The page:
The mobile industry is experiencing numerous breakthroughs and advancements in connectivity with the roll-out of various network generations to improve communication. These network generations have successive upgrades (from 1G to 6G) to decrease latency and increase data-carrying capacity. Here are what each mobile generation network has to offer and their limitations that gave rise to the current generation that we are enjoying now or would in the future.
A Brief History of Mobile Generation Networks (1G-6G)
Though, the account proper has its start with the 0G (zero generation) as it refers to the pre-cell mobile phone technology. A clear example is a mobile radiotelephony available in cars around the 1970s, after World War II. Also, they were mainly for commercial services to the public. A handful of such technologies of the 0G are the Push to Talk (PTT), Mobile Telephone System (MTS), Autoradiopuhelin (ARP), B-Netz etc., and are used only for voice communication.
The primary users are the realtors, construction foremen, loggers, and celebrities. It’s on the 0G platform that uses transceiver formed a bedrock for the other generations in this discourse.
1G (First Generation)
The Nippon Telegraph and Telephone (NTT) launched the IG mobile network in Tokyo in 1979. And had its first roll-out in Japan, and before 1984, the whole country adopted the network. Then, from 1983 onwards, the USA started using it, followed by Canada, the UK and other countries. To set up 1G requires mounting cell towers in various locations in the country to provide network coverage. And one has to be within those cells to receive a signal for communication. The only thing obtainable with the network is to make calls since it doesn’t permit sending or receiving text messages.
As the network relied on radio systems (being analogue in nature), this posed a lot of drawbacks. Security is an issue due to the lack of encryption in the network, making it susceptible to hacking. Also, conversations are difficult to hear and record as signal drops in, network coverage tend to cause unreliability in voice transmission and poor or low sound quality.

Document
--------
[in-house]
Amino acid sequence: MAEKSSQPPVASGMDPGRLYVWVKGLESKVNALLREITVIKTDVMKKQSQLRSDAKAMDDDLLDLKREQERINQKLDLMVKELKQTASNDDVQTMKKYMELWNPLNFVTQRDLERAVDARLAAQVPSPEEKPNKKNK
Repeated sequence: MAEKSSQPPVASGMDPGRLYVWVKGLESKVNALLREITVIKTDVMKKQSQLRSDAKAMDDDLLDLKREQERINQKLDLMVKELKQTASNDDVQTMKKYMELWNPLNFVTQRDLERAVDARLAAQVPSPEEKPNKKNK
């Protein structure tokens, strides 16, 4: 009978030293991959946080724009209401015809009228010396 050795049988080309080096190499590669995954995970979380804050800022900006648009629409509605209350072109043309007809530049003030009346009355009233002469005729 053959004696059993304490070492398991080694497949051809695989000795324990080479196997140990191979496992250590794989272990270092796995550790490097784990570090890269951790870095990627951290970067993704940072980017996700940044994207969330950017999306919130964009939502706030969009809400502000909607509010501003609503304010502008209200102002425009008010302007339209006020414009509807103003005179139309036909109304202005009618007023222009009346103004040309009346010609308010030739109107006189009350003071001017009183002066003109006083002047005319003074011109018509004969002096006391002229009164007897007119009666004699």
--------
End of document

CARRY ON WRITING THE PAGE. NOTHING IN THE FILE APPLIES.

Network signal interruption came in handy as there was no compatibility among systems that operated this network as each was using different frequency ranges. With download speed being slow, recording at most 2.4Kbps and 30KHz for channel capacity caused data transmission delay, and there was no support for roaming. Motorola happens to launch the DynaTAC as the first public available phone to adopt the network. Despite the IG drawbacks, it has a record of over 20 million global subscribers within a decade of its emergence and paved the way for the development or improvement of the other generations.
2G (Second Generation)
Replaced the 1G network to cover its inadequacies or drawbacks as launched in Finland in 1991 to maintain GSM (Global System for mobile communication) standard. 2G mobile network embraced a switch from the analogue (used by 1G) to a digital signal. Notable improvements in transmission capacity, quality voice sound, and having calls encrypted (for security) came with the 2G.
Also, transfer speed skyrocketed through 9.6Kbps, 40 and up to 500Kbps (0.2mbps). Then, it became achievable for network users to use not voice calls only but now send and receive SMS or MMS. Though such services seem slow, and at times had a low success rate of getting to the receiver. So, GPRS came in to make it possible as an alternative to sending and receiving messages with emails.